Alcohol has frequently been cited over the ages as a curse to humankind. From Biblical times such early recorded events as the drunkeness of Noah and the seduction of Lot by his daughters when he was inebriated to Greek philosophers to William Shakespeare and finally to the observations of Dr. Benjamin Rush, signer of the American Declaration of Independence and founder of Rush Medical College, alcohol has been named as the source of much human misery and suffering.
In the early 19th century, a movement arose in England and America to abstain from so-called hard liquors. When it was observed that wine and beer, although more diluted than whiskey and rum, caused the same problems, they were also indicted and the rise of teetotalism dawned. Total abstainers became predominent in the Temperance Movement. The first organization adopting the platform of total abstinence from alcohol was the American Temperance Society whose original members met January 10, 1826 at the invitation of Dr. Justin Edwards in Boston, Massachusetts.
Temperance organizations were numerous and were present in many churches, Protestant as well as Roman Catholic, and even in the United States Congress where the Congressional Temperance Society was formed, later to become in 1842 the Congressional Total -Abstinence Society.
With the Civil War in American (1861-1865), much of the work of temperance societies was suspended. With the tragic War over, the problems of alcohol addiction loomed even greater with many returning soldiers coming home firmly entrenched in drinking habits.
Women and children were especially affected as there was no provision for public social welfare at the time. Laboring men were paid daily and in far too many instances, stopped at saloons before going home. The result was poverty and need in many American homes.
The appalling social conditions caused by alcohol and men who used it gave rise to the Crusades starting in December, 1873, first in Fedonia, New York, then in Hillsboro and Washington Court House, Ohio and then nationwide. Dr. Dio Lewis provided the spark which ignited the masses of suffering women into the organization known as the Woman's Christian Temperance Union. Women, formerly always in the background and serving as wives, homemakers, and mothers, were seen taking to the streets as lines of them marched tø neighborhood saloons, singing hymns as they marched. Upon their arrival at a bar, they would typically petition the bar owner to cease his business, accompanied by hymns and prayers. The results were outstanding as tavern after tavern closed.
At the very first Chautauqua Institute held in 1874, the thoughts of women present were captivated with what was happening around the Country. A call went out for interested women to gather at the Second Presbyterian Church, Cleveland, Ohio the following November and at that convention, the National Woman's Christian Temperance Union was formed.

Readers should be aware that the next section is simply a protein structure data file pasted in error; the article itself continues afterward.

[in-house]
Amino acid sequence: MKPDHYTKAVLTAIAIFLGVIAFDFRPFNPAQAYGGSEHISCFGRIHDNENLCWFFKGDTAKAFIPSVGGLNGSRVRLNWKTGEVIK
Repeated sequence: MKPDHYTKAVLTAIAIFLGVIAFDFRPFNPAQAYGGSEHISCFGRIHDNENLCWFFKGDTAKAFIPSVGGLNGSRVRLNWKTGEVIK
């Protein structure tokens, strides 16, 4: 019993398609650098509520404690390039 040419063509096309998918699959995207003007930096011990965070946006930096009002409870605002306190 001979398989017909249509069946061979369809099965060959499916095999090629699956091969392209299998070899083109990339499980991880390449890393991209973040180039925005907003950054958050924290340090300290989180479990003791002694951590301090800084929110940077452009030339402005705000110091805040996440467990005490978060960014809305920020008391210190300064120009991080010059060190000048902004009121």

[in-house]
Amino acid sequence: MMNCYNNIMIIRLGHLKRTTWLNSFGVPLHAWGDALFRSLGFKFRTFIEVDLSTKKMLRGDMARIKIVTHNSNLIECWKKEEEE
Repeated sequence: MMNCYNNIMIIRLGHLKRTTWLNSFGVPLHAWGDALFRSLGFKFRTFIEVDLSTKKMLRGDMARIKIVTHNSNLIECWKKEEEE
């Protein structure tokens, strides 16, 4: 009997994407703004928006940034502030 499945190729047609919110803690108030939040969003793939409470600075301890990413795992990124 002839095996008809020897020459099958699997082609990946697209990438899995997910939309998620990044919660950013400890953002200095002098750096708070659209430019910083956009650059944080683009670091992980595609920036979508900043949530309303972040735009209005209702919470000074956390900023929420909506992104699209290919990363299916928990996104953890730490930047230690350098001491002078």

Woman's Christian Temperance Union, often called by its initials, WCTU, stood and stands for total abstinence from alcohol, tobacco, and all harmful drugs and protection of the home. The name was first adopted in Fredonia, New York and then at the suggestion of Mrs. S. M. I. Henry, it was also adopted by the national body.
As the WCTU spread from Coast to Coast, a call went out from May Gould of Los Angeles for Frances Willard to organize in Southern California. On September 20 and 21, 1883, the first State Convention was called and the WCTU of Southern California was organized at the First Presbyterian Church, 2nd and Fort (now Broadway) Streets, Los Angeles. Mrs. Gould was the wife of an early Los Angeles attorney, Will Gould and both were active members of the Indendent Order of Good Templars (IOGT). Their name is memorialized today by Gould Canyon in La Canada and a street named for them exiting the 210 Freeway in La Canada.
The WCTU had earlier been centered in northern California but at this time, the State of California was divided into two state organizations for better coverage by the WCTU. Eventually the counties included in WCTU of Southern California were Kern, Inyo and Santa Luis Obispo in the north down to Imperial and San Diego in the south.
The first President of WCTU of Southern California was Miss Martha Hathaway, an educator. It was during the second President, Mrs. Olive Bird's term of office that the organization was incorporated in order to receive the Good Templars' gift of property located on the Northwest Corner of Temple & Broadway in Los Angeles where the Temperance Temple was later constructed. Mrs. Eva Craven Wheeler, 15th State President, had the distinction of being the first woman juror in the State of California. During the term of each president much was accomplished as the WCTU worked for such laudible goals as woman suffrage, child labor laws, and suppression of the liquor and other drug traffic.